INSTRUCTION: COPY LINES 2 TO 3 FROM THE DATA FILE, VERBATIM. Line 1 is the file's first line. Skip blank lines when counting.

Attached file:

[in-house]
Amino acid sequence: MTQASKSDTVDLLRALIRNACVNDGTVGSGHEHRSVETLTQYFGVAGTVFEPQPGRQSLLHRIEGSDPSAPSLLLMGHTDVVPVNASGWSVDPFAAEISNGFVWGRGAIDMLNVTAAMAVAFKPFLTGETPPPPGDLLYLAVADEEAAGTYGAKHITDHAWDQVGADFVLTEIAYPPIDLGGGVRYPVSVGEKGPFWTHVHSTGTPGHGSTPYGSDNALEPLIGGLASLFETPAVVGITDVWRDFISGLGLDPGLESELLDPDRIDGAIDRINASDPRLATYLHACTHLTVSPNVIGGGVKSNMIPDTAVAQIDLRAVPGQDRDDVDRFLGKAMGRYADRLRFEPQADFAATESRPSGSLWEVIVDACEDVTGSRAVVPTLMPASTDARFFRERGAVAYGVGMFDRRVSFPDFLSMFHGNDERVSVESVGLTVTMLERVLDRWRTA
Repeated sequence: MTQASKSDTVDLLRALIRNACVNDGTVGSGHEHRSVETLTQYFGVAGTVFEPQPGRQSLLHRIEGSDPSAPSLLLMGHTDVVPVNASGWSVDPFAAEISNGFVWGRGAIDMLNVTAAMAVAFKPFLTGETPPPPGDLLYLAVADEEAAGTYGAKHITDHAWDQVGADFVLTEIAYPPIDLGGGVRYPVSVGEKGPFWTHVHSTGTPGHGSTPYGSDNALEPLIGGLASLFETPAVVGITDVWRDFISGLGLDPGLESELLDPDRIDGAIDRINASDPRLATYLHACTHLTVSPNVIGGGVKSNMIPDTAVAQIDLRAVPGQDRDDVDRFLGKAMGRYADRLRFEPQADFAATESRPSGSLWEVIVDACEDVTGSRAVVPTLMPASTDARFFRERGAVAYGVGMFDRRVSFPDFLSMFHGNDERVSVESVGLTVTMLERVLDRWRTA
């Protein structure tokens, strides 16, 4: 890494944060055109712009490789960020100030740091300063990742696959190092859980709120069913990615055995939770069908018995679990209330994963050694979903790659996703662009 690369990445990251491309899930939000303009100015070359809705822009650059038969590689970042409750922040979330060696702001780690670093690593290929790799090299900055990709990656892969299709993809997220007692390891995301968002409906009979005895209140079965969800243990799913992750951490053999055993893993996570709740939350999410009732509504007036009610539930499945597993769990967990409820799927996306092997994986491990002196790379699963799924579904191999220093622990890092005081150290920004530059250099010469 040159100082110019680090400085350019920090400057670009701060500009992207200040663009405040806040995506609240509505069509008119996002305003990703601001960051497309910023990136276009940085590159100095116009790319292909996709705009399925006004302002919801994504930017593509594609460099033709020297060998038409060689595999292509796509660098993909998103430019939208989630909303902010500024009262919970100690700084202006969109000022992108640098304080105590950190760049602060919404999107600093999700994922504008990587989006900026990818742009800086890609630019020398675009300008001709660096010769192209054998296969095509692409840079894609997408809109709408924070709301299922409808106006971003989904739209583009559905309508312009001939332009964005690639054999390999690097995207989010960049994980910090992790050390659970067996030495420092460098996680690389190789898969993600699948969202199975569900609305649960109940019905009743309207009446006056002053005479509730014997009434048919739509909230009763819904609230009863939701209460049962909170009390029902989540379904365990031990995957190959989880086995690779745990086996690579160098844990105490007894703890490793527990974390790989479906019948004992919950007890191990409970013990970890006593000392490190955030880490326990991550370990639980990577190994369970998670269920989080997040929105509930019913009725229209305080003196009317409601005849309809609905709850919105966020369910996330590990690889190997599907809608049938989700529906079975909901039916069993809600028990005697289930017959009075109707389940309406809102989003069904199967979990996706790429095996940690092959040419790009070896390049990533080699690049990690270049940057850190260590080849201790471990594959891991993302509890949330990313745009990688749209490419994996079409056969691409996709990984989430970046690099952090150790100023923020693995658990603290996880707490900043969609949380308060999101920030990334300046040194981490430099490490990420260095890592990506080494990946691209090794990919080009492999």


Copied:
Amino acid sequence: MTQASKSDTVDLLRALIRNACVNDGTVGSGHEHRSVETLTQYFGVAGTVFEPQPGRQSLLHRIEGSDPSAPSLLLMGHTDVVPVNASGWSVDPFAAEISNGFVWGRGAIDMLNVTAAMAVAFKPFLTGETPPPPGDLLYLAVADEEAAGTYGAKHITDHAWDQVGADFVLTEIAYPPIDLGGGVRYPVSVGEKGPFWTHVHSTGTPGHGSTPYGSDNALEPLIGGLASLFETPAVVGITDVWRDFISGLGLDPGLESELLDPDRIDGAIDRINASDPRLATYLHACTHLTVSPNVIGGGVKSNMIPDTAVAQIDLRAVPGQDRDDVDRFLGKAMGRYADRLRFEPQADFAATESRPSGSLWEVIVDACEDVTGSRAVVPTLMPASTDARFFRERGAVAYGVGMFDRRVSFPDFLSMFHGNDERVSVESVGLTVTMLERVLDRWRTA
Repeated sequence: MTQASKSDTVDLLRALIRNACVNDGTVGSGHEHRSVETLTQYFGVAGTVFEPQPGRQSLLHRIEGSDPSAPSLLLMGHTDVVPVNASGWSVDPFAAEISNGFVWGRGAIDMLNVTAAMAVAFKPFLTGETPPPPGDLLYLAVADEEAAGTYGAKHITDHAWDQVGADFVLTEIAYPPIDLGGGVRYPVSVGEKGPFWTHVHSTGTPGHGSTPYGSDNALEPLIGGLASLFETPAVVGITDVWRDFISGLGLDPGLESELLDPDRIDGAIDRINASDPRLATYLHACTHLTVSPNVIGGGVKSNMIPDTAVAQIDLRAVPGQDRDDVDRFLGKAMGRYADRLRFEPQADFAATESRPSGSLWEVIVDACEDVTGSRAVVPTLMPASTDARFFRERGAVAYGVGMFDRRVSFPDFLSMFHGNDERVSVESVGLTVTMLERVLDRWRTA